On March 22, 2014, four miles east of Oso, Wash., a portion of an unstable hill collapsed, sending mud and debris across the North Fork of the Stillaguamish River, covering an area of approximately one square mile and devastating a rural neighborhood, killing 43 people. It also dammed the river, causing extensive flooding upstream and blocking State Route 530. Excluding landslides caused by volcanic eruptions, earthquakes or dam collapses, the Oso slide was the deadliest single landslide event in U.S. history.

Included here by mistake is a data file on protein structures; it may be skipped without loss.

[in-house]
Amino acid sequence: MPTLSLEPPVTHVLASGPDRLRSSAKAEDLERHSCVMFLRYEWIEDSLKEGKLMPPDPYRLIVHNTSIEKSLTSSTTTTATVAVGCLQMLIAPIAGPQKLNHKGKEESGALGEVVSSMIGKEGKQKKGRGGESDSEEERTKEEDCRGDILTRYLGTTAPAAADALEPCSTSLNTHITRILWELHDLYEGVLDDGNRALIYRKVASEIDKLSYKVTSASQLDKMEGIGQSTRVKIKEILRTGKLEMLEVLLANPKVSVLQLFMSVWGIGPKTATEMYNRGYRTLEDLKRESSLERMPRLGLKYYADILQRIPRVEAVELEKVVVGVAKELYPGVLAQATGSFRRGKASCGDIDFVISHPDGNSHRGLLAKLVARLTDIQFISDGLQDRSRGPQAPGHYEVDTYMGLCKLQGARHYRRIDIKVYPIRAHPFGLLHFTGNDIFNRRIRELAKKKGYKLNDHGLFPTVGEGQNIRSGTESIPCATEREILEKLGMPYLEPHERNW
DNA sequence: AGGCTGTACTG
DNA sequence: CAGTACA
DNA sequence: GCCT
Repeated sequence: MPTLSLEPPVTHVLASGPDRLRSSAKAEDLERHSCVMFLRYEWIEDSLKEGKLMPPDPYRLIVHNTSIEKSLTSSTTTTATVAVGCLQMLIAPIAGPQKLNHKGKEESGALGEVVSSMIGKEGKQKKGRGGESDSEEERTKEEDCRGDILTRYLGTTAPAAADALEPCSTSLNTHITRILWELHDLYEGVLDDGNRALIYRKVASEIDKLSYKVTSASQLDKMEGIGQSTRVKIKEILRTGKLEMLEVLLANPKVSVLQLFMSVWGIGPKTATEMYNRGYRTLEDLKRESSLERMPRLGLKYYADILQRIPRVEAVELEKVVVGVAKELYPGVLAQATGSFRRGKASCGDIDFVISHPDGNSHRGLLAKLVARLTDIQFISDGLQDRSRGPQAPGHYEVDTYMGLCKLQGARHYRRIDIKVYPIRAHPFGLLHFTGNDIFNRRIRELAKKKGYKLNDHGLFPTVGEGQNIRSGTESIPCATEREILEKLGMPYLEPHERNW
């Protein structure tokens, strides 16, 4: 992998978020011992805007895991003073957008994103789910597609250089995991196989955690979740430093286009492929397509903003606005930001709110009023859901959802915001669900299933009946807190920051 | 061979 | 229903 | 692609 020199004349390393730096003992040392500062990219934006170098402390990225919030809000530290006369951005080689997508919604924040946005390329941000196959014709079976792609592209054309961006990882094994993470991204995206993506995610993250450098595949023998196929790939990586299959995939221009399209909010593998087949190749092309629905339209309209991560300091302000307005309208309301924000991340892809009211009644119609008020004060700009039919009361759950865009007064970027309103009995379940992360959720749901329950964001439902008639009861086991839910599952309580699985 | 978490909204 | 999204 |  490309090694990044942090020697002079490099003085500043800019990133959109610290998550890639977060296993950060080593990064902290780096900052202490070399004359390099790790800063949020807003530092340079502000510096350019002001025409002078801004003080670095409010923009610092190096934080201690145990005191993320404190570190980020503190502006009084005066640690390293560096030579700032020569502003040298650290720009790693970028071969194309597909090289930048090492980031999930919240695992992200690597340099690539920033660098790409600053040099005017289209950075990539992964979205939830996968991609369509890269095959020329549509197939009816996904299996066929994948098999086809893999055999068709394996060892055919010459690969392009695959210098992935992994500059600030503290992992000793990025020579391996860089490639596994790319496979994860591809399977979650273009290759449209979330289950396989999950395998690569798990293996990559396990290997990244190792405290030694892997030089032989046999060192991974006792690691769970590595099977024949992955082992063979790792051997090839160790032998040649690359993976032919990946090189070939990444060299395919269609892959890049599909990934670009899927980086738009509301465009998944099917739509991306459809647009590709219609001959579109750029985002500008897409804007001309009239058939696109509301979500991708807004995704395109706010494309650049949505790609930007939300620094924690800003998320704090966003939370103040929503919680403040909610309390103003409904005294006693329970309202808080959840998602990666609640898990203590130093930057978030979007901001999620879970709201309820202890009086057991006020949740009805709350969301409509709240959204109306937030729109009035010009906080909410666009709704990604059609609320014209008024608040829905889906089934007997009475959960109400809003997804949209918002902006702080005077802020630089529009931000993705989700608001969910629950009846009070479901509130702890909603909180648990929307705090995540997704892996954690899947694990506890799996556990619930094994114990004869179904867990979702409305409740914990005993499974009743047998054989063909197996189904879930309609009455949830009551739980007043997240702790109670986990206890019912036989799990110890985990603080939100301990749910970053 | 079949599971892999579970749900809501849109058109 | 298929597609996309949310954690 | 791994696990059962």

LiDAR data—if collected, analyzed and disseminated to local residents and policy makers—can be invaluable in mapping landslide hazards. In turn, such mapping can greatly help mitigate the consequences of landslides. After the Oso disaster, interest in landslide hazards grew significantly in Washington as well as Oregon, California and other mountainous states.